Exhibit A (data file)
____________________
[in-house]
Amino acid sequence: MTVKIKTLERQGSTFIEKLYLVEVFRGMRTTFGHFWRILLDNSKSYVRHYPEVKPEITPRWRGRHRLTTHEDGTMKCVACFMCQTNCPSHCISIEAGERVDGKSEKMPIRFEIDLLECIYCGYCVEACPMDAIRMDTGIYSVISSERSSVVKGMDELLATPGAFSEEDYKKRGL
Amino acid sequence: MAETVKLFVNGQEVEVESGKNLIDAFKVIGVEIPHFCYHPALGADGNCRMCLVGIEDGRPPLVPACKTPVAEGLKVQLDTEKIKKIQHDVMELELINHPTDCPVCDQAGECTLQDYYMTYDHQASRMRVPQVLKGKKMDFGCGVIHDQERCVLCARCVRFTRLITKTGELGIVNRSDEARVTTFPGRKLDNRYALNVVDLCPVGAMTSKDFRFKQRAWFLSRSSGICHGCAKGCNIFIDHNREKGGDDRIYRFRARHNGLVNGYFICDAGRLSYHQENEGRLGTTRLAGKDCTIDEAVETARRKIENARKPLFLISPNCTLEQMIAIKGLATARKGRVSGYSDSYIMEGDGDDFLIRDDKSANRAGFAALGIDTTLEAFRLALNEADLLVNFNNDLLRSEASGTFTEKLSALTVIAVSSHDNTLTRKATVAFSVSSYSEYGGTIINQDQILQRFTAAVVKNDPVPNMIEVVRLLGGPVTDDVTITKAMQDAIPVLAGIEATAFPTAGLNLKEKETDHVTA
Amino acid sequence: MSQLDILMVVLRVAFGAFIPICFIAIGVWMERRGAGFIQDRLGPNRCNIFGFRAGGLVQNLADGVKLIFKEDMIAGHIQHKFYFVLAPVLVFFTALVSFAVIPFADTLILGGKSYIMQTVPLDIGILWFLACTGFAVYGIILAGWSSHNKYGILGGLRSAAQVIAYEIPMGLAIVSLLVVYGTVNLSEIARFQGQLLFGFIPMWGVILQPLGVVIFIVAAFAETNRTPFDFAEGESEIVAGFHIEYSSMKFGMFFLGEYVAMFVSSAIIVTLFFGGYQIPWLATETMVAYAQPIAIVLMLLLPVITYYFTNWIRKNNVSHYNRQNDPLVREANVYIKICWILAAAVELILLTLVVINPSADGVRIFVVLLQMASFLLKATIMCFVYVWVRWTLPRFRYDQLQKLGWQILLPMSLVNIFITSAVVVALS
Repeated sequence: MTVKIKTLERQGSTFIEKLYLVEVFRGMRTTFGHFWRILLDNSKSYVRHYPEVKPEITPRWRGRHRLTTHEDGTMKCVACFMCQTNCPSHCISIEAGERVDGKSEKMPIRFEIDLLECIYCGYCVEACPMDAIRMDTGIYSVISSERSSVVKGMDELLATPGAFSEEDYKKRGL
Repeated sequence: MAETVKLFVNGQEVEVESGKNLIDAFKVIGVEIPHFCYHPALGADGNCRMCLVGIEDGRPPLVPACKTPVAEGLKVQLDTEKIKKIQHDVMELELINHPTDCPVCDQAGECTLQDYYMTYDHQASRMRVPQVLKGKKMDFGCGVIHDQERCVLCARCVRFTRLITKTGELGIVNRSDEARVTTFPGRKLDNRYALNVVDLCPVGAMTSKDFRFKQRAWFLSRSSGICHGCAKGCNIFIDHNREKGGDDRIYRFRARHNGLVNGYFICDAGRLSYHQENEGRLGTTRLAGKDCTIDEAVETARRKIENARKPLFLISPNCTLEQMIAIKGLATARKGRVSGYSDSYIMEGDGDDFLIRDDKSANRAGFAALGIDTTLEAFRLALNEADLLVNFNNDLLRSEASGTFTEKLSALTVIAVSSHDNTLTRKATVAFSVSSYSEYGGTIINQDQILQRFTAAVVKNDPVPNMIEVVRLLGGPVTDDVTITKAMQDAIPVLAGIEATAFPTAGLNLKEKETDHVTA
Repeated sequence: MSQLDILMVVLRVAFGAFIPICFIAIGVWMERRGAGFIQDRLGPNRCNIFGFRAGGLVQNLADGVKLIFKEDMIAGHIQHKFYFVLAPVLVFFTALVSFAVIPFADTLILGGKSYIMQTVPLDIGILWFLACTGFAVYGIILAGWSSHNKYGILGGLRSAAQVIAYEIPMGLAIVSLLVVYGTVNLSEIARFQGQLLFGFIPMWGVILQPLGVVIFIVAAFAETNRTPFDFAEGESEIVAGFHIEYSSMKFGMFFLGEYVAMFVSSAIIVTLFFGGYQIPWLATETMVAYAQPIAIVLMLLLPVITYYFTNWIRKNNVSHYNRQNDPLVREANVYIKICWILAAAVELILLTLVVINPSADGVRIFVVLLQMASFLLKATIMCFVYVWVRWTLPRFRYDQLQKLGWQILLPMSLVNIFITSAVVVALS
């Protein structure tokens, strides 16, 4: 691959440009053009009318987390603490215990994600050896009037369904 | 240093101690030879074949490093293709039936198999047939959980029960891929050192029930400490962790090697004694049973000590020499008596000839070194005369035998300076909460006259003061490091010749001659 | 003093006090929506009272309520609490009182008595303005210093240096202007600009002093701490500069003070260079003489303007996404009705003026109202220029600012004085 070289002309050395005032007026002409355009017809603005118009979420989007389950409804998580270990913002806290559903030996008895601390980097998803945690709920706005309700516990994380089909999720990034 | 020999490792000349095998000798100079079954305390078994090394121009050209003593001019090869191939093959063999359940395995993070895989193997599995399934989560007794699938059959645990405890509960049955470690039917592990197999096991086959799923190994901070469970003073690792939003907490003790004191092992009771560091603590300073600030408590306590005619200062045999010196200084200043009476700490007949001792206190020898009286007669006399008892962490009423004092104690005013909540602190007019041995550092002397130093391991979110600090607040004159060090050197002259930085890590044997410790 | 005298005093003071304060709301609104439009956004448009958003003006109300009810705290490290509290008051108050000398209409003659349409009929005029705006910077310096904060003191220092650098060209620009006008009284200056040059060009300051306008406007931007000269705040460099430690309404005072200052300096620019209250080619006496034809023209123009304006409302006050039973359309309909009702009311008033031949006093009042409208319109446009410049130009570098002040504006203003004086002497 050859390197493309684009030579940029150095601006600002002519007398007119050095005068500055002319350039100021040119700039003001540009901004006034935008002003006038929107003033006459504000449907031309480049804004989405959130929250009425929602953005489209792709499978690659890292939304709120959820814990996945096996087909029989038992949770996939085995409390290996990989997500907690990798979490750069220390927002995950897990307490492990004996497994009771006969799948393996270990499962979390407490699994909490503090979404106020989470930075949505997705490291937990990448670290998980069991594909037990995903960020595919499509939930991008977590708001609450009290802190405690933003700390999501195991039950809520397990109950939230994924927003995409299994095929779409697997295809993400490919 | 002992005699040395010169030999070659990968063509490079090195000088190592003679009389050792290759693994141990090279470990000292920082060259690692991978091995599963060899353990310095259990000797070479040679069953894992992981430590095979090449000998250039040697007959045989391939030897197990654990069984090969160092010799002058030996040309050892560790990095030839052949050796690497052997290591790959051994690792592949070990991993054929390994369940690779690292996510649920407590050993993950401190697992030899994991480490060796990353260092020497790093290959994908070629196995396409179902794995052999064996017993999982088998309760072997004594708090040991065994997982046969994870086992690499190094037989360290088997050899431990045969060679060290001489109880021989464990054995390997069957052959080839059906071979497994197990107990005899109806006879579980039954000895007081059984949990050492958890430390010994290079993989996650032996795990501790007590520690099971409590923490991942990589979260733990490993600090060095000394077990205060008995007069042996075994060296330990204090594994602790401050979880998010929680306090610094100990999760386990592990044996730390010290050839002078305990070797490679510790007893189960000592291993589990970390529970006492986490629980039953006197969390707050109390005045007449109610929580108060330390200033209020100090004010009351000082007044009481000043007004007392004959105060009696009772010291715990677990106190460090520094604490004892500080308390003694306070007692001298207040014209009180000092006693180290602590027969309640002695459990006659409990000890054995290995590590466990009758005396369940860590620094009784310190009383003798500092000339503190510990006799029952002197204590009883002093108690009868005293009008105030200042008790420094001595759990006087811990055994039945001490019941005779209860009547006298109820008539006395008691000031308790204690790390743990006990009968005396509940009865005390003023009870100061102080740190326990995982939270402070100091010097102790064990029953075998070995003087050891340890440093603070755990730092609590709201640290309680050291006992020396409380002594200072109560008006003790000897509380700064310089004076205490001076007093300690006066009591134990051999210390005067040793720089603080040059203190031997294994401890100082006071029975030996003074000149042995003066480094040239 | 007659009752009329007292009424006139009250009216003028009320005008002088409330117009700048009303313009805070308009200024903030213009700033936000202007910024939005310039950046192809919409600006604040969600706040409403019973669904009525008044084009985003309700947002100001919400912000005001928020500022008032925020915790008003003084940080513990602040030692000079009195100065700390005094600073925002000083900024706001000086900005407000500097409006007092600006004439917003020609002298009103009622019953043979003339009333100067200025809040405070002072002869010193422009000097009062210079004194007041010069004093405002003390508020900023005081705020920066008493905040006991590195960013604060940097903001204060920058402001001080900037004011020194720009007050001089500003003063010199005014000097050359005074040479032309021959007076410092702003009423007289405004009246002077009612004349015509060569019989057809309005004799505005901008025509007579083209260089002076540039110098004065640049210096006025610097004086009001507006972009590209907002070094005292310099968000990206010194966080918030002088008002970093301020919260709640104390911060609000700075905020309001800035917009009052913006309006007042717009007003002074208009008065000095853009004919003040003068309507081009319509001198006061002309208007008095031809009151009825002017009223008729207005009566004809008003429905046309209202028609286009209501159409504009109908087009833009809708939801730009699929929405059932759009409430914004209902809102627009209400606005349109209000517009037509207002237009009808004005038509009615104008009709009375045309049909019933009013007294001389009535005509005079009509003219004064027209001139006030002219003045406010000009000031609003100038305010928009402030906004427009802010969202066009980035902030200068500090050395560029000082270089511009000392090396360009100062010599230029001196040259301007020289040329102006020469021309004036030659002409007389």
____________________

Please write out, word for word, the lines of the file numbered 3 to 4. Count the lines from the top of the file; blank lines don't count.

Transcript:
Amino acid sequence: MAETVKLFVNGQEVEVESGKNLIDAFKVIGVEIPHFCYHPALGADGNCRMCLVGIEDGRPPLVPACKTPVAEGLKVQLDTEKIKKIQHDVMELELINHPTDCPVCDQAGECTLQDYYMTYDHQASRMRVPQVLKGKKMDFGCGVIHDQERCVLCARCVRFTRLITKTGELGIVNRSDEARVTTFPGRKLDNRYALNVVDLCPVGAMTSKDFRFKQRAWFLSRSSGICHGCAKGCNIFIDHNREKGGDDRIYRFRARHNGLVNGYFICDAGRLSYHQENEGRLGTTRLAGKDCTIDEAVETARRKIENARKPLFLISPNCTLEQMIAIKGLATARKGRVSGYSDSYIMEGDGDDFLIRDDKSANRAGFAALGIDTTLEAFRLALNEADLLVNFNNDLLRSEASGTFTEKLSALTVIAVSSHDNTLTRKATVAFSVSSYSEYGGTIINQDQILQRFTAAVVKNDPVPNMIEVVRLLGGPVTDDVTITKAMQDAIPVLAGIEATAFPTAGLNLKEKETDHVTA
Amino acid sequence: MSQLDILMVVLRVAFGAFIPICFIAIGVWMERRGAGFIQDRLGPNRCNIFGFRAGGLVQNLADGVKLIFKEDMIAGHIQHKFYFVLAPVLVFFTALVSFAVIPFADTLILGGKSYIMQTVPLDIGILWFLACTGFAVYGIILAGWSSHNKYGILGGLRSAAQVIAYEIPMGLAIVSLLVVYGTVNLSEIARFQGQLLFGFIPMWGVILQPLGVVIFIVAAFAETNRTPFDFAEGESEIVAGFHIEYSSMKFGMFFLGEYVAMFVSSAIIVTLFFGGYQIPWLATETMVAYAQPIAIVLMLLLPVITYYFTNWIRKNNVSHYNRQNDPLVREANVYIKICWILAAAVELILLTLVVINPSADGVRIFVVLLQMASFLLKATIMCFVYVWVRWTLPRFRYDQLQKLGWQILLPMSLVNIFITSAVVVALS